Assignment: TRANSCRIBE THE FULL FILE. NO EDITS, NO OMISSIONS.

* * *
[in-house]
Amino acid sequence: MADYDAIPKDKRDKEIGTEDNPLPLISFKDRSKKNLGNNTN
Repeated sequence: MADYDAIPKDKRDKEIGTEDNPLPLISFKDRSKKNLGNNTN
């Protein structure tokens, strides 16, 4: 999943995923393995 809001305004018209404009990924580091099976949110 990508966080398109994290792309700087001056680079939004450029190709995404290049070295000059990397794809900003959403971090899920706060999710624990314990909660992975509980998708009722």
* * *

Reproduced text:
[in-house]
Amino acid sequence: MADYDAIPKDKRDKEIGTEDNPLPLISFKDRSKKNLGNNTN
Repeated sequence: MADYDAIPKDKRDKEIGTEDNPLPLISFKDRSKKNLGNNTN
């Protein structure tokens, strides 16, 4: 999943995923393995 809001305004018209404009990924580091099976949110 990508966080398109994290792309700087001056680079939004450029190709995404290049070295000059990397794809900003959403971090899920706060999710624990314990909660992975509980998708009722």